Today marked the ceremonially opening of the National September 11 Memorial Museum. Set to officially open to the public next Wednesday (May 21), the subterranean museum has already made headlines for its emotional 70 foot decent to the bedrock of the World Trade Center Towers.
Prior to entering the museum’s interior, visitors must first walk past the footprints of the Twin Towers, commemorated by Handel Architects’ cascading granite voids, before entering a Snøhetta-designed stainless steel and glass pavilion that is the museum’s entrance.
As Snøhetta’s founding partner, Craig Dyker describes, the pavilion’s main purpose is to serve as the “threshold between the everyday life of the city and the uniquely spiritual quality of the Memorial.”
More about the pavilion from the architects, after the break...
“Complementing the power and simplicity of the pools and the trees, Snøhetta has designed a visually-accessible, unimposing, building which is fully integrated into the Memorial site. With its low, horizontal form and its uplifting geometry the Pavilion acts as a bridge between two worlds - between the Memorial and the Museum, the above and below ground, the light and dark, between collective and individual experiences.”
“Certain characteristics of the Museum Pavilion seem reminiscent of the original towers, while at other times these notions are only alluded to. The alternating reflective treatment of the façade will mirror the changing seasons, revealing the Pavilion’s differing qualities throughout the year. Inclined, reflective and transparent surfaces encourage people to walk up close, touch and gaze into the building. Once inside, visitors look out through the Pavilion’s atrium to see others peer in, and begin a physical and mental transition in the journey from above to below ground.”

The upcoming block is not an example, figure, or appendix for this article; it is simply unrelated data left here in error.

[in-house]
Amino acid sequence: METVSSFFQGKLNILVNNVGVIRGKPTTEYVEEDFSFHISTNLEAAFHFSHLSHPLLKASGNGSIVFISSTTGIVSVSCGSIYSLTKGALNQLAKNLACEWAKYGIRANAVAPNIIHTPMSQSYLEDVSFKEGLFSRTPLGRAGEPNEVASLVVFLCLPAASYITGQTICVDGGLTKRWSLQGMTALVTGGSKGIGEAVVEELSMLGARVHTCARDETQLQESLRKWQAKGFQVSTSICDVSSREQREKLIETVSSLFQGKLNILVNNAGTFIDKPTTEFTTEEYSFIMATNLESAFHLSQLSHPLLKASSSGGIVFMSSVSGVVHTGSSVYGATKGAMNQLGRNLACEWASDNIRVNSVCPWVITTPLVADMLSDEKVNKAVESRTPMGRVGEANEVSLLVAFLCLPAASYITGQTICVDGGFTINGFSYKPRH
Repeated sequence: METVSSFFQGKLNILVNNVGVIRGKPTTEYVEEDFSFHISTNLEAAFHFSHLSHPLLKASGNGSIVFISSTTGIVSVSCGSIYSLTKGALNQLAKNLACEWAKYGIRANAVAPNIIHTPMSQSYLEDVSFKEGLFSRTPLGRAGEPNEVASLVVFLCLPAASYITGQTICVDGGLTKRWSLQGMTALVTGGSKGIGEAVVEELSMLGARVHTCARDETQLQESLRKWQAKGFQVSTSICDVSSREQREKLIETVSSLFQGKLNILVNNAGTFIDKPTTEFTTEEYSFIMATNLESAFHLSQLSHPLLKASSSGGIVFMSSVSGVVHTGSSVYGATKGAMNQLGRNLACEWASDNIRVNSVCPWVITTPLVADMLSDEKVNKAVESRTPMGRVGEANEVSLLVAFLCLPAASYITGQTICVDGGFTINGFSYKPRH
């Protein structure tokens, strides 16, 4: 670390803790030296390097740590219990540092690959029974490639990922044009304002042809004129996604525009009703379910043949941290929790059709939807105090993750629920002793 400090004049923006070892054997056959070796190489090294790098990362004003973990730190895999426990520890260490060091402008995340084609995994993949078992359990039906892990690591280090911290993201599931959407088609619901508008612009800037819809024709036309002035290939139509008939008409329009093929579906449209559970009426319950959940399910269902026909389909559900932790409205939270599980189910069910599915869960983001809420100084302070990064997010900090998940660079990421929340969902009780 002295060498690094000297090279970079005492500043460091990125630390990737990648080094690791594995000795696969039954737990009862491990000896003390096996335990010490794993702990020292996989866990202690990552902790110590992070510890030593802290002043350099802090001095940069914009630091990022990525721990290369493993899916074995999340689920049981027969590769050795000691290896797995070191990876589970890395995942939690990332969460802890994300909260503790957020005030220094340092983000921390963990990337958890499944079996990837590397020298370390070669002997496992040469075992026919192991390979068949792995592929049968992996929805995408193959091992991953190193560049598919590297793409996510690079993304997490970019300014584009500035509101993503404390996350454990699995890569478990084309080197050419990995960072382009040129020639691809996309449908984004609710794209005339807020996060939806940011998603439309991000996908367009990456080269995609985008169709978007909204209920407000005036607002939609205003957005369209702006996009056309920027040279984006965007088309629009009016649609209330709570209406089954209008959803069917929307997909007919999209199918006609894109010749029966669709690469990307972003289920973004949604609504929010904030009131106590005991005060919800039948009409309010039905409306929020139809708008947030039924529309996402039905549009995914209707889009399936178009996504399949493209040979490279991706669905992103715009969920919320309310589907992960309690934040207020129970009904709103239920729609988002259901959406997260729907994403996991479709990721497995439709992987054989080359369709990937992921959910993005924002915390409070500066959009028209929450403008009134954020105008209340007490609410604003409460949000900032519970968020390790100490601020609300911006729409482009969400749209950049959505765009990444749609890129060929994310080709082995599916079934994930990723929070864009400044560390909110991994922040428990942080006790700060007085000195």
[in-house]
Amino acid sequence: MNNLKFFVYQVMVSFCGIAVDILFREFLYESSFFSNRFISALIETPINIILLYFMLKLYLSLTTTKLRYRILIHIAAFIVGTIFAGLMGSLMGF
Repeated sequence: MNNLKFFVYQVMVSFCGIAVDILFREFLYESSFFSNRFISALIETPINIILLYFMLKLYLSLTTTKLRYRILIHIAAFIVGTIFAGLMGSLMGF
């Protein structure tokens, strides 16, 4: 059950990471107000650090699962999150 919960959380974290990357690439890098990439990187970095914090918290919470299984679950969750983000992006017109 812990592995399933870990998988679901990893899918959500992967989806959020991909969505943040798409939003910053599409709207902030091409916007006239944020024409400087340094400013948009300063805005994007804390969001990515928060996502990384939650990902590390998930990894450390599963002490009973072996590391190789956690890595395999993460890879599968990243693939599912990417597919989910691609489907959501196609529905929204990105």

“Within the atrium stand two structural columns rescued from the original towers. Although removed from their former location and function, they mark the site with their own profound and aesthetic gesture.”
“The Pavilion’s light and airy materials allow daylight into the Museum below grade, commemorating the Pavilion’s tenuous relationship with the ground, equal parts weightless and hopeful.”
Exhibition space and a private “family room” for the victims of 9/11 are provided within the pavilion, along with ticketing information, an atrium, auditorium and other amenities. From here, visitors are welcomed to embark on their decent down a gentle procession towards the culmination of the Davis Brody Bond-designed memorial museum: the bedrock and two exhibitions in which honor the nearly 3,000 lives lost and the day of terror itself.
Stay tuned for more images and information from within the sunken museum's interior.